The Hon’ble Punjab and Haryana High Court also support the claim when it categorically held that success in Dream 11’s Fantasy Sports essentially arises from user exercise of superior knowledge, judgment, and attention thus as per their skill.(6) Perhaps, Dream11 isn’t wrong after all when it says “khelo dimaag se”  in its promotion.

It can be safely assumed that the above court’s reasoning was based on a supreme court’s judgment, which upheld the legality of betting on horse racing. According to SC, betting on horse racing is not gambling/illegal as it requires high analytical and comparative skills to predict the winner of the game, which is also in line with the working of these gaming platforms.

Taking a cue from this and Punjab and Haryana high court’s decision, recently, the Rajasthan HC and Bombay HC have also dismissed pleas seeking to ban the said games.  Both the courts have also declared them to be the game of skill and not gambling.(7)(8) The Rajasthan High Court held, “A participant is playing an online sport and not gambling, betting or wagering on the outcome of any game or an event since the result achieved by a player of online fantasy sports on completion of the corresponding real-life match, is wholly independent of the final result or outcome of such real-life match/game/event.” Many ‘special leave petition’ (SLP) filed against these cases have also been dismissed by the supreme court. 

So, can we still ban these games? Although individual states like Andhra Pradesh and Telangana have made a blanket ban on online games involving real money under their respective state gaming acts, the current central law doesn’t allow it. The central statutes and the above court judgments consider these games nothing but commercial business activities.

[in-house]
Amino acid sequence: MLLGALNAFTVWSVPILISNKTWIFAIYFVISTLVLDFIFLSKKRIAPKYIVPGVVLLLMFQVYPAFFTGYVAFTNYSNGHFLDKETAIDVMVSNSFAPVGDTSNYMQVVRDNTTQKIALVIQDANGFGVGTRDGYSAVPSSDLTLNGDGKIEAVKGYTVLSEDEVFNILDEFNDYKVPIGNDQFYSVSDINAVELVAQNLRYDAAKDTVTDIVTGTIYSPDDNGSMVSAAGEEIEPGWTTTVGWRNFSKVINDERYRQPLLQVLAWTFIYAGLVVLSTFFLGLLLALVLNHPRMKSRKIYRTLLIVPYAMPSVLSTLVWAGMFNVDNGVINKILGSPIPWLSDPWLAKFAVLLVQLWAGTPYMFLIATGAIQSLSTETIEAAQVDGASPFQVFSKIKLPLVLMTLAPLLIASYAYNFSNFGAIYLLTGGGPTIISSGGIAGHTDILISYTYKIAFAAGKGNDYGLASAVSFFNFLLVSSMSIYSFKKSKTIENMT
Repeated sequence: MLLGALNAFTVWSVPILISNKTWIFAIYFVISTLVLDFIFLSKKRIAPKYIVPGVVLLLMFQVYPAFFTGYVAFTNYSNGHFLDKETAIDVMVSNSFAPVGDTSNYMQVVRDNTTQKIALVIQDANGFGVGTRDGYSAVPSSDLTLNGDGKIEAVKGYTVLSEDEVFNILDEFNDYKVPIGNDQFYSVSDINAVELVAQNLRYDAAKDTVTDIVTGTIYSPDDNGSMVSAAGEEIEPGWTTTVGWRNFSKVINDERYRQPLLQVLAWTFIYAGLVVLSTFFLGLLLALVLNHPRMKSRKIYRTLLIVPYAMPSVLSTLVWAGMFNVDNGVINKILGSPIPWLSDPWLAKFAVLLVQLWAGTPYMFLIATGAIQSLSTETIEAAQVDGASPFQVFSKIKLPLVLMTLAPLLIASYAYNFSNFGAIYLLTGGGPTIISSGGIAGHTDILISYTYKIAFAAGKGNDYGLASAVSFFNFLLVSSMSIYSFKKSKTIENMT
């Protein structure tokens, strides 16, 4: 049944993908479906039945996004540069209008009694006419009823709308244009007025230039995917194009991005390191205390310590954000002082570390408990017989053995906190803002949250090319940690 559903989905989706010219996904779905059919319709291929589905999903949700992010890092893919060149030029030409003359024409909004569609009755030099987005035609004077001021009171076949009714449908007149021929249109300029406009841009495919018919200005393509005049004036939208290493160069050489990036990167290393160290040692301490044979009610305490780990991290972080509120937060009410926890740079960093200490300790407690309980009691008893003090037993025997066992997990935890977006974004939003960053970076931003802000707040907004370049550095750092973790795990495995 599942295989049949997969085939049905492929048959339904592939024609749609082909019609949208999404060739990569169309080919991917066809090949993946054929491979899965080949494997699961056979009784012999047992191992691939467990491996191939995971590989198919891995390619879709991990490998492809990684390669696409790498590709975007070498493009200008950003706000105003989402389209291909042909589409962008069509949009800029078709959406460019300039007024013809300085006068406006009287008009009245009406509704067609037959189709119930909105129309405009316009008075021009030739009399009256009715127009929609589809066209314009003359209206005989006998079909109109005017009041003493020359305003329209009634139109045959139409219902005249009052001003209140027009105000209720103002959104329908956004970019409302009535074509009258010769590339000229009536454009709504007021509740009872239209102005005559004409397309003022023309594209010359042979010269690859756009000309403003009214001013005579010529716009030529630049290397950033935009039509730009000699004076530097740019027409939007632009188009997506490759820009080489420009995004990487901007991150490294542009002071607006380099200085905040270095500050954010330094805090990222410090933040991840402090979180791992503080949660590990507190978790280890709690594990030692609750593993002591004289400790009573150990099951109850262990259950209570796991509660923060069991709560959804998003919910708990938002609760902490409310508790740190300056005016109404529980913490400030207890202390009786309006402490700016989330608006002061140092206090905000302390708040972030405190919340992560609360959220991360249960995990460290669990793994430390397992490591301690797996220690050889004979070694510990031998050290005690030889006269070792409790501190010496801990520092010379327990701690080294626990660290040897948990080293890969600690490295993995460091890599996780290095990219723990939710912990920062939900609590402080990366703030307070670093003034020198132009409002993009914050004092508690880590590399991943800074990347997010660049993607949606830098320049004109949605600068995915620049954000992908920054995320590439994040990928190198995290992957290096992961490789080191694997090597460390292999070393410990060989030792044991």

They are protected under article 19(1)(g) of the Indian Constitution (3). These High Courts’ decisions favoring fantasy games and SC’s dismissal of SLPs against said decisions leave no straightforward way to ban these games. 

Conclusion and way ahead

Although these fantasy games involve elements of uncertain and changing factors, these games cannot be reduced to a mere game of chance and thus gambling. The fantasy sports industry is growing exponentially and contributing hundreds of crores to the government in taxes and revenues. These games give sports enthusiasts a more exciting opportunity to play at home with friends and family, thus promoting sports culture.  Agreeably these games do need regulations, but at the same time, when the law commission of India advocated legalising gambling(9), banning fantasy games straightway will in no way be justified. Before such steps, the predominance of either character in these games needs to be adequately assessed. In the absence of any government regulations, significant players from this market have already come together for this purpose. This authority, named The Federation of Indian Fantasy Sports (FIFS), has eminent personalities from the legal and sports fraternity. Only after analysis and appropriate revisions, the government of India should try to upthrust this initiative and give it legal backing.


  2. Dr. K.R. Lakshmanan vs State Of Tamil Nadu And Anr: 1996 AIR11531996SCC (2) 226
  3. State of Bombay v. RMD. Chamarbaugwala AIR1996SC1153
  4. State Of Andhra Pradesh vs K. Satyanarayana & Ors: 1968 AIR 825, 1968 SCR (2) 387
  5. Jeffrey C. Meehan, The Predominate Goliath: Why Pay-to-Play Daily Fantasy Sports are Games of Skill Under the Dominant Factor Test.
  6. Varun Gumber Vs. Respondent: Union Territory of Chandigarh and Or 2017CriLJ3827)
  7. D.B. Civil Writ Petition No. 20779/2019 Ravindra Singh Chaudhary Vs. Union of India and Ors. 
  8. Gurdeep Singh Sachar Vs. Union of India and Ors. (BOMHC) (2019) 75 GST 258 (Bombay)
  9. 276th law commission report.
  10. Manoranjithan Manamyil Mandram v. State of Tamil Nadu, AIR 2005 Mad 261